The hero of this dish was the morcilla, the Spanish version of black pudding. Served atop a thin crunchy tostada, the morcilla was intensely flavoured with many spices that danced on the palate. Chef Carmona orders the morcilla in liquid form from the Grey Lynn Butcher in order to get this layer so thin.

To accompany the strong spices, the morcilla was layered with creamy peanut butter, sweet dragonfruit, refreshing watermelon radish and topped with a sprinkling of black ants and wild flower. All these different textures and flavours enhanced the sausage and were in perfect harmony with each other.


Lamb Pibil - $32.00 (photo provided by Inti)
In my haste to devour the lamb pibil, I neglected to take a photo. Each succulent piece of slow roasted lamb was beautifully paired with hints of beeswax and pomegranate. A topping of fushia flowers provided a refreshing crunch to the hearty dish. The highlight for me were the purple carrots which had spent hours cooking in a jus. 

Cebiche - $24.00
I felt that it was a bit odd to finish on a cold main, but it worked well after the heartier lamb dish. The generous slices of trevally were cured in a citrusy red cabbage marinade and accompanied with dehydrated sweet potato strips, salted tamarillo, and pickled onion. There was a good amount of heat from fresh and dried chillis and I was happy to learn that they do not skimp on the heat!

Vanilla Queso - $15.00
It was a real delight to dig into our dessert to discover its contents. Beneath the vibrant cucumber ice was a layer of thinly sliced roast pineapple and a vanilla cream cheese base. The fresh cucumber balanced out the rich cream cheese, while the slow roasted pineapple provided the gentle sweetness in the dessert. The sunflower seeds added a welcome crunch and the lemon verbena provided little bites of acidity.

Executive Chef Javier Carmona
With each dish, we were lucky enough to have the executive chef, Javier Carmona, explain the ingredients and flavours in each dish. His passion for Hispanic cuisine was very obvious and I was blown away by how much thought went into the menu. Each ingredient is in harmony with its accompaniments and his care is reflected through each meticulously presented dish.


Everything about Inti impressed me. From its modern interior to its dishes that are too pretty to eat (almost), it is truly a great dining experience. I can't wait to come back and try the rest of their menu.

Lucy and Jason dined as guests of Inti.

Inti can be found at 2 Chancery Street, Auckland.

Friday, September 15, 2017

Peking Duck Noodle Soup

One of our favourite dishes to order at a Chinese restaurant is the Peking Duck. This dish is frequently ordered in two courses to make the most out of the bird - the crispy skin is wrapped up in a thin flour pancake and eaten with a sweet bean sauce, while the fragrant meat is stir fried with crunchy vegetables and wrapped up in a fresh lettuce leaf.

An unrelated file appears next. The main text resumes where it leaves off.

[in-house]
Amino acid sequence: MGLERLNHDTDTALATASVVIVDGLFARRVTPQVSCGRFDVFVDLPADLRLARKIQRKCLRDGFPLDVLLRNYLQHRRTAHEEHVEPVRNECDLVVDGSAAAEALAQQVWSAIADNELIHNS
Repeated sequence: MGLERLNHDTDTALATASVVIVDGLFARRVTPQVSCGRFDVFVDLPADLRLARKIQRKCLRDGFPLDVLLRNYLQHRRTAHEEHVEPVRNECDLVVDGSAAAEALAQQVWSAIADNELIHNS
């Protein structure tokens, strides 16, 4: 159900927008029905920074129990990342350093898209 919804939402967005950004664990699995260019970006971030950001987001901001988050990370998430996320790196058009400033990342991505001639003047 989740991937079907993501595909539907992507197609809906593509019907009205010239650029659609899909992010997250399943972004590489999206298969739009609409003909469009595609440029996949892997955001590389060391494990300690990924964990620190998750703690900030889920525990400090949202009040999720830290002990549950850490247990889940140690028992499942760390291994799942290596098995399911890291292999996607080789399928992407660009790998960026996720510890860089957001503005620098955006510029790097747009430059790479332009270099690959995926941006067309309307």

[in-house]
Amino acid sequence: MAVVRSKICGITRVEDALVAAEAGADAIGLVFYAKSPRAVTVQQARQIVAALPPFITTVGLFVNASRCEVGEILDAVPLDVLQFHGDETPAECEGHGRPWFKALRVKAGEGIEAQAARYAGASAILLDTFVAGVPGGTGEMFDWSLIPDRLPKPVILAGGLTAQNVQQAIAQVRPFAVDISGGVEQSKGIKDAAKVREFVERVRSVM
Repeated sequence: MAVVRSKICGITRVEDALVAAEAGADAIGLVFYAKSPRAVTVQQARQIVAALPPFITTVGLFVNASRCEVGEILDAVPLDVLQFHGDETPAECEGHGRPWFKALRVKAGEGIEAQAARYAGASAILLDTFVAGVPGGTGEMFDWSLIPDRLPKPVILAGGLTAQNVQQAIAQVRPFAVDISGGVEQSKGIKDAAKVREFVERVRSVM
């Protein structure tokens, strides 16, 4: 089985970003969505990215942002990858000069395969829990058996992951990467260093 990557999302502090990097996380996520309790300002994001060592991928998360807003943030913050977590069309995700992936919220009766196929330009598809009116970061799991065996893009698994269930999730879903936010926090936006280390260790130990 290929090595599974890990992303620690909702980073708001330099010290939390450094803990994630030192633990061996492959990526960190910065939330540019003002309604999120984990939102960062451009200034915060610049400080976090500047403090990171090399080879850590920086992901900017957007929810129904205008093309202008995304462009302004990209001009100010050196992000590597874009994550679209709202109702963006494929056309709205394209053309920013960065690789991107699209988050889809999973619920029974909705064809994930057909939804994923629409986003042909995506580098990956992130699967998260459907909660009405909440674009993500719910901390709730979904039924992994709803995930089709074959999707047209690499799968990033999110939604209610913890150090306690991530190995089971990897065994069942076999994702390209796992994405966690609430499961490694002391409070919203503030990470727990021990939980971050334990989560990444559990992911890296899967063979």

Less frequently ordered is the third course - a soup made from the duck bones. The roasted bones impart a smoky flavour to the soup and is sometimes served with tofu and Chinese cabbage. At Quanjude (the Peking Duck restaurant in Beijing), the bones from all of their ducks are cooked for a long time to create a flavoursome soup. 

Chop the duck bones so they fit in your pot
If you don't order this third course, most restaurants will let you take the roast duck carcass home. I usually go for this option as it leaves room for a different menu item, and it provides the base for an easy meal later on in the week. Creating the broth is as simple as cooking the duck bones in boiling water for an hour and enjoying the lovely aroma that wafts through the house. 

Peking Duck Noodle Soup Ingredients:
bok choy, duck meat (from the carcass), noodles, and bone broth
Instead of making a soup to accompany a meal, I like to add noodles to the broth to create a hearty one pot meal. There is usually a lot of meat left on the carcass which, too, can be used as part of the dish. What I like about this dish is that there are no limits to what you can add - the ingredients I have listed are merely what I had on hand at the time.

You can use any noodles, but these are my fave
You can also use any kind of noodles, although I think the firmer types like egg noodles are the most suitable. My favourite are these Taiwanese style noodles which have a chewy texture and hold up well in the broth. A thin pasta, such as spaghettini, would also work well.

Do you like Peking Duck? Have you ever had the third course?

Peking Duck Noodle Soup  (Serves 2)


Ingredients:

1 Peking Duck carcass
10 cups cold water
salt to taste
1/2 packet Taiwan style noodles
2 bok choy
marinated eggs and other noodle toppings to serve (optional)

Method:

1. Break down the duck carcass in to smaller pieces and place into a large pot.
2. Add cold water to the pot and bring to the boil. Once the pot starts boiling, reduce the heat and let the stock simmer for one hour.
3. Remove the duck bones and set aside to cool. Add noodles to the boiling stock and cook according to packet instructions.
4. While the noodles are cooking, carefully remove any duck meat from the bones and set aside as a noodle topping.
5. When the noodles are almost cooked through, add in bok choy leaves to cook for the last minute or two. 
6. Add salt to taste.
7. Place noodles, bok choy, and duck meat in a large bowl, along with any other toppings you have chosen.
8. Ladle the hot broth over the other ingredients and serve.

Thursday, September 7, 2017

Kushi